I have just been reading Shoshana Zuboff’s The Age of Surveillance Capitalism. At one point she points out how an unprecedented phenomenon is difficult to deal with because we misrepresent it by trying to find a precedent in our existing knowledge. Or, as she puts it: “The unprecedented is necessarily unrecognizable. When we encounter something unprecedented, we automatically interpret it through the lenses of familiar categories, thereby rendering invisible precisely that which is unprecedented.” (p. 12)
I often feel this way when engaging with local oil lobby people here in Newfoundland and Labrador. They recognize that an energy transition is underway in response to global heating, yet will then blithely go on to talk about how the Province’s fossil fuel industry will be pumping out oil well after 2050. They just can’t grasp the reality of an unprecedented change.
Zuboff’s quote got me thinking about the COVID-19 pandemic. In a way it is unprecedented, but it is not easy to see it that way because we are used to past pandemics (not least of which was the Spanish Flue of 1918-20). The unprecedented nature of this pandemic is doubly hard to see; both because of our natural tendency to render the unprecedented in familiar categories, and because it does look like many pandemics we have experienced in the past.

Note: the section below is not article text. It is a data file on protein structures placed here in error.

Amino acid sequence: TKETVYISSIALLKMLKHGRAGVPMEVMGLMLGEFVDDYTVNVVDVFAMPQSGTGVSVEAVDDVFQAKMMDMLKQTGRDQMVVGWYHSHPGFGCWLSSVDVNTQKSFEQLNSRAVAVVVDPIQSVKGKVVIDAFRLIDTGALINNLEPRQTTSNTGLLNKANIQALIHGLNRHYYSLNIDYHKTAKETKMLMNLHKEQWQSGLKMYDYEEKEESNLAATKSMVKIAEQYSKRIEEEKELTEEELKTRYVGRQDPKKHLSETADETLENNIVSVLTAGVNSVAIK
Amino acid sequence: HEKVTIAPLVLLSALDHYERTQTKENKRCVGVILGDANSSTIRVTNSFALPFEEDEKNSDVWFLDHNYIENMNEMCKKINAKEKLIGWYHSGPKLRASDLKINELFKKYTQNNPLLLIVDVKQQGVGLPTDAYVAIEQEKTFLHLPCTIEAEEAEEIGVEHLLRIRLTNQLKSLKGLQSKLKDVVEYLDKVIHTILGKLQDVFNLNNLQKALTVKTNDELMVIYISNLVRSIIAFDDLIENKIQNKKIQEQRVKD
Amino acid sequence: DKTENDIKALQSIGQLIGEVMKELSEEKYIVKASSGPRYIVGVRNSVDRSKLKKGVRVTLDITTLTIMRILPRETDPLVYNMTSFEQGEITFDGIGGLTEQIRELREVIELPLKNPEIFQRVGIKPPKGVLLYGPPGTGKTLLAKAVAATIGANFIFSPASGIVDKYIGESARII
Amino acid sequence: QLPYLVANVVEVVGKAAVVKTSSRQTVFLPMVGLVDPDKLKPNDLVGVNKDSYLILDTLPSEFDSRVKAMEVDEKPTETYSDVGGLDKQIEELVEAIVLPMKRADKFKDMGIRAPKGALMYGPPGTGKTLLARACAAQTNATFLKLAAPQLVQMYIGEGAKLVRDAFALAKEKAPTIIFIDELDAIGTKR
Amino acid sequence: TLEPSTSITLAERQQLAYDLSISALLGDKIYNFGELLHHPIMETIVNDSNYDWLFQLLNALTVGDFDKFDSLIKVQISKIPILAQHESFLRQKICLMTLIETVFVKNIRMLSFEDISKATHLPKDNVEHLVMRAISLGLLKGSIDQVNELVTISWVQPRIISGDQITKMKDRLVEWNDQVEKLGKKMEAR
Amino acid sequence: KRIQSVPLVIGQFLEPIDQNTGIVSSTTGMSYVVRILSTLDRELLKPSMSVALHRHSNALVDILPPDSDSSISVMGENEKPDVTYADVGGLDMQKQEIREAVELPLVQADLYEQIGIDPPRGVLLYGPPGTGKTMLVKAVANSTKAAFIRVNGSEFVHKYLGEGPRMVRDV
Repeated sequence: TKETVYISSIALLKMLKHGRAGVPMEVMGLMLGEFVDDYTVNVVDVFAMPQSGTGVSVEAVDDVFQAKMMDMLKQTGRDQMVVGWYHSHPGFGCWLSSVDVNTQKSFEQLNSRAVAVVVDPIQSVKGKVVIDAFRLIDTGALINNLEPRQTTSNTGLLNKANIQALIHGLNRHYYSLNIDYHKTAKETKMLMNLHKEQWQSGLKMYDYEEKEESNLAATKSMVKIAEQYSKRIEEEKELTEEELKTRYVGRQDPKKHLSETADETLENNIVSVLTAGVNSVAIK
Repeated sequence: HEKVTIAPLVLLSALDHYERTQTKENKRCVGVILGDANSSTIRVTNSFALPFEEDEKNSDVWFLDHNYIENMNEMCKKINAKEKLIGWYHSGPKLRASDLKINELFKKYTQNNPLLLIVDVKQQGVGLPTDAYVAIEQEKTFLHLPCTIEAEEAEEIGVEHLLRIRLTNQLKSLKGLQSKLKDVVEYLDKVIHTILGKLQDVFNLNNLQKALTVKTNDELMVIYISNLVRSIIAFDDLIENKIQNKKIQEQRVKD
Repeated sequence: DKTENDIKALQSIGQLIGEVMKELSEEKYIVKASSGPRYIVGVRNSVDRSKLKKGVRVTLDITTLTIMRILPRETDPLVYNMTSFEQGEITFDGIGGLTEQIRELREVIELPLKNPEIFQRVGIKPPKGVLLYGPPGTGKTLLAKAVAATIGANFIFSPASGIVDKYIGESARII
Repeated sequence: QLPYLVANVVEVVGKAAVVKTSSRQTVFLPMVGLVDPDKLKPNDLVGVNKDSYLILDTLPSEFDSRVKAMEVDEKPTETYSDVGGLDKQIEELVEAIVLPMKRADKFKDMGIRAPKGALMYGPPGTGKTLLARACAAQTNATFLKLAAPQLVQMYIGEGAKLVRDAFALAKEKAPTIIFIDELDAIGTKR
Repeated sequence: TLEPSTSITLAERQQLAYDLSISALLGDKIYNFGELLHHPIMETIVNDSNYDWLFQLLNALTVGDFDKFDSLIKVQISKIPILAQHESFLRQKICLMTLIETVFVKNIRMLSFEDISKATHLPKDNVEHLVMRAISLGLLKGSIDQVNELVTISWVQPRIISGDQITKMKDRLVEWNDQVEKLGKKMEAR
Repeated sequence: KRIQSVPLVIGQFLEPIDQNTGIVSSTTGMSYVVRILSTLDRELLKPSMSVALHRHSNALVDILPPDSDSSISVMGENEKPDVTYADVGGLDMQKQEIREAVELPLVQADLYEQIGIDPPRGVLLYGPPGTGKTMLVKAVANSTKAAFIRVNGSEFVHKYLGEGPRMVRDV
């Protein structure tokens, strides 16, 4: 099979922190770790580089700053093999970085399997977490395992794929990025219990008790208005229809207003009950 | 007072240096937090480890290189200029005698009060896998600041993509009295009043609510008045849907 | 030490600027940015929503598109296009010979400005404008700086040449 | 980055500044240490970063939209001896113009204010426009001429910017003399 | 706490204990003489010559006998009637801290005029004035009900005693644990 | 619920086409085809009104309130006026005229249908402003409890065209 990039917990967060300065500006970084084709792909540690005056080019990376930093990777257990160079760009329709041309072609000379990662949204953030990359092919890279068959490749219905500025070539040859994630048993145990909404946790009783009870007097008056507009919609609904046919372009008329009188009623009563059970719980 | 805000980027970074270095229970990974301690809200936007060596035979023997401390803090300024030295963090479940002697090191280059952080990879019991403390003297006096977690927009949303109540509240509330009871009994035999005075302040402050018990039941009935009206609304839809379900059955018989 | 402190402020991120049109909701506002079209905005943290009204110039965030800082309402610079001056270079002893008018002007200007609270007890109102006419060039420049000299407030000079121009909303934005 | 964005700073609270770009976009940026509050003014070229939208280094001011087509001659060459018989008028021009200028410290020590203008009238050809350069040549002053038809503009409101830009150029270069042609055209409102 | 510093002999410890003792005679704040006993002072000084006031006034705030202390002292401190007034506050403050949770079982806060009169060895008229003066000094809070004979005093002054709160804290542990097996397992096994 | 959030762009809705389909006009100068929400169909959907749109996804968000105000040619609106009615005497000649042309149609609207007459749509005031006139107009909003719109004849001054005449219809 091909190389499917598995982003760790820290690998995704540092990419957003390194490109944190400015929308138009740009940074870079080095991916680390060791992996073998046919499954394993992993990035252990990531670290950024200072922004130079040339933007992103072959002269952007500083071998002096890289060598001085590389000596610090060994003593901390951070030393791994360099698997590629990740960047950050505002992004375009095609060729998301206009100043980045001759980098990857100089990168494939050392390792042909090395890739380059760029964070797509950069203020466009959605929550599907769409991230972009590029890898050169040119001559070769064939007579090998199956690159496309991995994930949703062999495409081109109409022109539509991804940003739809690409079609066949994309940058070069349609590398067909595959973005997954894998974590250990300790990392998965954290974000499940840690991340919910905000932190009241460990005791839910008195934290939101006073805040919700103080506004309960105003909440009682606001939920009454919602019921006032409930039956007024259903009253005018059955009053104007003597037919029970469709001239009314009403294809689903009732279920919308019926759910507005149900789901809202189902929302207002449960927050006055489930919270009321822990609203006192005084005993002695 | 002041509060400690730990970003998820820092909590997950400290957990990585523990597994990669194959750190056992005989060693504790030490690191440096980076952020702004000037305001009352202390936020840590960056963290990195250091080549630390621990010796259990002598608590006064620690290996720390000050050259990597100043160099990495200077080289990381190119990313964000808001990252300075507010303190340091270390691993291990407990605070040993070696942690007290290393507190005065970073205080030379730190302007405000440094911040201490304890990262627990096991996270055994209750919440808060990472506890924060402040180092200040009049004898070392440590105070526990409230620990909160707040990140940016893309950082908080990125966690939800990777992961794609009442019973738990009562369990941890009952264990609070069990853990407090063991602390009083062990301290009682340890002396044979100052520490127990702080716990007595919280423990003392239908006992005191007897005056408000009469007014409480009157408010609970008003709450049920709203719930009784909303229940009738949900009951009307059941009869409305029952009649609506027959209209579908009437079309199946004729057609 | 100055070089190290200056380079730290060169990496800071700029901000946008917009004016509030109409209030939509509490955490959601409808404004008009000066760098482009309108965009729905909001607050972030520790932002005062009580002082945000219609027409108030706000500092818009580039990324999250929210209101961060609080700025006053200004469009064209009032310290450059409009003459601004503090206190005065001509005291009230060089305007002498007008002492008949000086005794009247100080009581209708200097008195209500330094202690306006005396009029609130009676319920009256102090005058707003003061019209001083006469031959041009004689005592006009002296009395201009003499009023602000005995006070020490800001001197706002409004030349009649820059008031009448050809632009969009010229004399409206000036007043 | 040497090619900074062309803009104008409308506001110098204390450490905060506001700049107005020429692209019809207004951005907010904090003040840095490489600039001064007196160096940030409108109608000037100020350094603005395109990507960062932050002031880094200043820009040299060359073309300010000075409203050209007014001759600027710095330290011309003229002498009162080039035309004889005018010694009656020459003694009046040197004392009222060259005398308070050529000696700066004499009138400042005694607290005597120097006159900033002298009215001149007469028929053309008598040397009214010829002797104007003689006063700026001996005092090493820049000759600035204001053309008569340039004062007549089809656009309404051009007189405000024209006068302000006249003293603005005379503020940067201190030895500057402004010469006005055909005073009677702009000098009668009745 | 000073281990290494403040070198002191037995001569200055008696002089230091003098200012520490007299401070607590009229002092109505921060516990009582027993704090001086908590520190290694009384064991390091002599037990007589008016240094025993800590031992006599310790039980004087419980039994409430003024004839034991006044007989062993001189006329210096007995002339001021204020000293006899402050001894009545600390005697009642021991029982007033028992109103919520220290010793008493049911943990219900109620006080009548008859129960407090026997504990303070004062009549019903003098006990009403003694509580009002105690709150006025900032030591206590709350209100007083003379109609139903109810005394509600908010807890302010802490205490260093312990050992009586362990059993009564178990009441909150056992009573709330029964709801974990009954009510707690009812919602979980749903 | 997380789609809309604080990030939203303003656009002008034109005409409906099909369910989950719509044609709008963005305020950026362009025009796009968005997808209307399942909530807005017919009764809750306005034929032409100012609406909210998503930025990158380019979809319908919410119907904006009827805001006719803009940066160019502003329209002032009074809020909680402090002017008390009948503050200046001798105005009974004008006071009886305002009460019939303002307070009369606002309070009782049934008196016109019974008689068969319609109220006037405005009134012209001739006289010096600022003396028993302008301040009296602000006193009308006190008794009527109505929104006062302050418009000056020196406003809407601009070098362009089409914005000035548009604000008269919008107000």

What is unprecedented is not the pandemic per se, but rather the context. First we have never experienced a global pandemic on this scale since the start of the unprecedented Great Acceleration in 1950. In this sense Asian and Hong Kong flu of the late 1950s and 1960s do not compare. The pandemic is existing in the unusual milieu of hyper-globalization and unprecedented growth and ecological stress. Second, the pandemic hit as we faced off against a series of game-changing crises, ranging from global heating, biodiversity loss, financial crisis (and, between 2007-8: meltdown), debt (at many levels), new global tensions, and, a new automation revolution, and rampant inequality.
In this sense, the unprecedented lies in the context of the pandemic (not in the pandemic as a thing in itself), and this could be good or bad. It could be good to the extent that the pandemic forces us to finally grasp the unprecedented scale of the other problems we face. Alternatively, it could be bad if we fail to recognize how unprecedented the mix of COVID-19 with these other crises is.
At this stage it is not certain if we have finally grasped the unprecedented, or whether (like the oil lobbyists in Newfoundland and Labrador), we still naively think there is a status quo to return to.